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Southern Great Plains could run out of groundwater in 30 years, study finds

A new study looking at key aquifers beneath the Great Plains and California's Central Valley suggests that areas of Texas and Kansas are drawing groundwater at an unsustainable rate.

By / May 30, 2012

Wheat harvesters work on Tuesday near Clearwater, Kan. The Ogallala aquifer runs beneath much of western Kansas.

Fernando Salazar/The Wichita Eagle/AP

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Key farming regions in the US are drawing water from underground sources at unsustainable rates, with slightly more than one-third of the southern Great Plains at risk of tapping out its sources within the next 30 years.

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Those are among the conclusions of a study of the nation's two major aquifers – one underlying the high plains, the other beneath California's Central Valley – published this week in the Proceedings of the National Academy of Sciences.

Concerns over the loss of groundwater in these areas aren't new. But the researchers say the tools they've used build a detailed picture of these critical water sources – how the amount of water they contain varies with time, location, and regional climate patterns – could allow for more nuanced approached to local water management.

Other water specialists suggest that the ability to combine detailed well measurements with satellite data could open the door to developing regionwide, even multistate planning for groundwater use – an approach that currently is applied to surface water.

Moreover, careful tracking of aquifers is likely to become more critical as global warming's effects become more pronounced, particularly during the second half of this century, the team suggests.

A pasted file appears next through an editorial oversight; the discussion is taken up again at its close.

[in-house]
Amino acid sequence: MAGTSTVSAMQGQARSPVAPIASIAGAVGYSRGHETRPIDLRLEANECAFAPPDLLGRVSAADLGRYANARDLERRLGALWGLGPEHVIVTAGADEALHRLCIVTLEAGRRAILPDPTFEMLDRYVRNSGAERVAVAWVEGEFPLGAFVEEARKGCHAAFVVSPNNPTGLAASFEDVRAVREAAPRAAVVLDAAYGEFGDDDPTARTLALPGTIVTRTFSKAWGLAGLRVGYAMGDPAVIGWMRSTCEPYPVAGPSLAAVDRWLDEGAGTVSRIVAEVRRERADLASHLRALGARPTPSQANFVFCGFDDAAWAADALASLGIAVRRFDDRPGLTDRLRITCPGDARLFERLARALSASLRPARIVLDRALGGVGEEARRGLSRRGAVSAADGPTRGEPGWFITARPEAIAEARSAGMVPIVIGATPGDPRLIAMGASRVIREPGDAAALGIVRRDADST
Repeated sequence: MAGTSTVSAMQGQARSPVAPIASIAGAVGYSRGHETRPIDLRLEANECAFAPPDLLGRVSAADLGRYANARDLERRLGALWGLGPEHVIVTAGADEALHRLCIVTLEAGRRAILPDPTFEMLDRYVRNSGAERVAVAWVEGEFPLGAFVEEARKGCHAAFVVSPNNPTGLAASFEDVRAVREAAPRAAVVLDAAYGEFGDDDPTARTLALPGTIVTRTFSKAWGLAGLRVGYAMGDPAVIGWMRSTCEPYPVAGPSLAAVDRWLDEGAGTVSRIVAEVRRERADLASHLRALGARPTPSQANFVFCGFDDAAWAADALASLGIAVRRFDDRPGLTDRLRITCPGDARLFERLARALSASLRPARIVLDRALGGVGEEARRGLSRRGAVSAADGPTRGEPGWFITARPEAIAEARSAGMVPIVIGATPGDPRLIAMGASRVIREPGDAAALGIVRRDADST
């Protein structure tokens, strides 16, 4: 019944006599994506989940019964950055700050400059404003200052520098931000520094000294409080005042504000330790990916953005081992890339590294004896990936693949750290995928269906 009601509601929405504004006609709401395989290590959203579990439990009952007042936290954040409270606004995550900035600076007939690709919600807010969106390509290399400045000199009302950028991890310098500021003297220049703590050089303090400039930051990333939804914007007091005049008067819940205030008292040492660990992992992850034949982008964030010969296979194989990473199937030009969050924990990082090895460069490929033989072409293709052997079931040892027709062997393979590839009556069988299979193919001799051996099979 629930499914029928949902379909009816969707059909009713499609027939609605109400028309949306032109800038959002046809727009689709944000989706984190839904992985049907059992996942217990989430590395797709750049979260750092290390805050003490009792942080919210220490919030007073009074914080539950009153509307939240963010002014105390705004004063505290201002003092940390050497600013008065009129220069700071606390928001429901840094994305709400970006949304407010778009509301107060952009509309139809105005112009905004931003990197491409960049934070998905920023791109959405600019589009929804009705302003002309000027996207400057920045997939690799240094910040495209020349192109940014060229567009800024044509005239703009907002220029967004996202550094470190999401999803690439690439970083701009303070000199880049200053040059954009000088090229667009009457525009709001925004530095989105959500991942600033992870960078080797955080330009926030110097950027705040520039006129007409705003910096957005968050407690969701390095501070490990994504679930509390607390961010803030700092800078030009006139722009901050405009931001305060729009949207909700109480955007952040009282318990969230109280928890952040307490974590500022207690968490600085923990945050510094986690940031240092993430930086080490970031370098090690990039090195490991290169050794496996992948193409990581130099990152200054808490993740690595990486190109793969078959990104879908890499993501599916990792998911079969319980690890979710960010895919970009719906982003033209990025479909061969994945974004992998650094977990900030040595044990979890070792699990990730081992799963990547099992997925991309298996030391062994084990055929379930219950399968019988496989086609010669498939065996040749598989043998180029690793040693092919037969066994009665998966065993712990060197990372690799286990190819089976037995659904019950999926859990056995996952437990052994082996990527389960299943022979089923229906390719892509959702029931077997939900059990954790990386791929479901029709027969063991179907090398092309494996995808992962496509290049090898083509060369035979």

A number of recent studies have highlighted the problem of groundwater depletion globally for irrigation, notes Bridget Scanlon, who heads the Sustainable Water Resources Program at the University of Texas at Austin and was the study's lead author.

“We wanted to look in more detail at the two areas where there has been the most groundwater depletion in the US and try to better understand what is going on so that we could see if its possible to manage them more sustainably or reduce the depletion,” she says.

Ogallala aquifer

Some of the biggest surprises involved the Ogallala aquifer, a resource that stretches north along the Texas-New Mexico border through the Oklahoma panhandle and western Kansas to extend through virtually all of Nebraska and into eastern Wyoming.

Farming in the high plains contributes about $35 billion a year to the economy. Conventional wisdom has held that from north to south, the aquifer represents “fossil” water from the melting of the continent's glaciers at the end of the last Ice Age. And in the central and southern high plains, that remains true. This is where groundwater losses have been most pronounced.

About 4 percent of the land area above the aquifer, which falls in parts of Kansas and Texas, is responsible for about a third of its water losses, the team estimated.

But the researchers found that in the northern high plains, groundwater levels either have been holding relatively steady or have increased between 1950 and 2007 – fed by rain and seepage from lakes that come and go with the rainy season and snow melt. Some water also finds its way underground from the Platte, Republican, and Arkansas Rivers. The water percolates through soils that are coarser than soils in the central and southern high plains.

Overall, however, the Ogallala Aquifer has lost an average of 5.3 cubic kilometers of water a year between the 1950s and 2007 – a rate that increased to an average of 7 cubic kilometers of water between 1987 and 2007.

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